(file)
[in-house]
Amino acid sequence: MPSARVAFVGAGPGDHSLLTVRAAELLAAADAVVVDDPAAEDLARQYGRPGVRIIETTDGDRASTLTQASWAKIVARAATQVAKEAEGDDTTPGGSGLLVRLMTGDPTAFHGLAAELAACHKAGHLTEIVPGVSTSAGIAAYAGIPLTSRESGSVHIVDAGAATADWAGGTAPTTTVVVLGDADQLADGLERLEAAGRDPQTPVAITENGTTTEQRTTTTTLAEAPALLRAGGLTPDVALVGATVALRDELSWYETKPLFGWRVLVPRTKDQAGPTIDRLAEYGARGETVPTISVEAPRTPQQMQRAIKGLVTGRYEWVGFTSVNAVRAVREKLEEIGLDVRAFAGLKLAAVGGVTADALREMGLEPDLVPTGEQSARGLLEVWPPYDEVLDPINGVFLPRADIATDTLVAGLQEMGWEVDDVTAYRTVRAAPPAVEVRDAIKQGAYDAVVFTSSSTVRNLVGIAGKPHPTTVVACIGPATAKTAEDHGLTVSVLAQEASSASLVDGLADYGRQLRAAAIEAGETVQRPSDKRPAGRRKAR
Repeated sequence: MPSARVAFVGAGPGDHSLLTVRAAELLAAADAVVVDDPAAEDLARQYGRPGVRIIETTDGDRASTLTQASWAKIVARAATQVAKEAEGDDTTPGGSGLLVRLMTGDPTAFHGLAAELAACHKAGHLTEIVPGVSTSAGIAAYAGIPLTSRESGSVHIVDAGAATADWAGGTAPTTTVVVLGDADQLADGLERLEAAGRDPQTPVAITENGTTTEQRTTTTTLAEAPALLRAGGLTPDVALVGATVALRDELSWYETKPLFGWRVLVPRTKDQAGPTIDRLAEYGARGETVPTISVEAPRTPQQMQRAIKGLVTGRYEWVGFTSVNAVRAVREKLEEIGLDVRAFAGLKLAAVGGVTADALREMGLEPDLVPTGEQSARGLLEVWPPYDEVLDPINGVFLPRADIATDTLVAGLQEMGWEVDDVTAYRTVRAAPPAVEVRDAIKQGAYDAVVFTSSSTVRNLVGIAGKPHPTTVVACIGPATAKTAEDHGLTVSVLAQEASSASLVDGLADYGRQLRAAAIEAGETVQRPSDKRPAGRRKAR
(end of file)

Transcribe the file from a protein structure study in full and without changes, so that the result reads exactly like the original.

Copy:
[in-house]
Amino acid sequence: MPSARVAFVGAGPGDHSLLTVRAAELLAAADAVVVDDPAAEDLARQYGRPGVRIIETTDGDRASTLTQASWAKIVARAATQVAKEAEGDDTTPGGSGLLVRLMTGDPTAFHGLAAELAACHKAGHLTEIVPGVSTSAGIAAYAGIPLTSRESGSVHIVDAGAATADWAGGTAPTTTVVVLGDADQLADGLERLEAAGRDPQTPVAITENGTTTEQRTTTTTLAEAPALLRAGGLTPDVALVGATVALRDELSWYETKPLFGWRVLVPRTKDQAGPTIDRLAEYGARGETVPTISVEAPRTPQQMQRAIKGLVTGRYEWVGFTSVNAVRAVREKLEEIGLDVRAFAGLKLAAVGGVTADALREMGLEPDLVPTGEQSARGLLEVWPPYDEVLDPINGVFLPRADIATDTLVAGLQEMGWEVDDVTAYRTVRAAPPAVEVRDAIKQGAYDAVVFTSSSTVRNLVGIAGKPHPTTVVACIGPATAKTAEDHGLTVSVLAQEASSASLVDGLADYGRQLRAAAIEAGETVQRPSDKRPAGRRKAR
Repeated sequence: MPSARVAFVGAGPGDHSLLTVRAAELLAAADAVVVDDPAAEDLARQYGRPGVRIIETTDGDRASTLTQASWAKIVARAATQVAKEAEGDDTTPGGSGLLVRLMTGDPTAFHGLAAELAACHKAGHLTEIVPGVSTSAGIAAYAGIPLTSRESGSVHIVDAGAATADWAGGTAPTTTVVVLGDADQLADGLERLEAAGRDPQTPVAITENGTTTEQRTTTTTLAEAPALLRAGGLTPDVALVGATVALRDELSWYETKPLFGWRVLVPRTKDQAGPTIDRLAEYGARGETVPTISVEAPRTPQQMQRAIKGLVTGRYEWVGFTSVNAVRAVREKLEEIGLDVRAFAGLKLAAVGGVTADALREMGLEPDLVPTGEQSARGLLEVWPPYDEVLDPINGVFLPRADIATDTLVAGLQEMGWEVDDVTAYRTVRAAPPAVEVRDAIKQGAYDAVVFTSSSTVRNLVGIAGKPHPTTVVACIGPATAKTAEDHGLTVSVLAQEASSASLVDGLADYGRQLRAAAIEAGETVQRPSDKRPAGRRKAR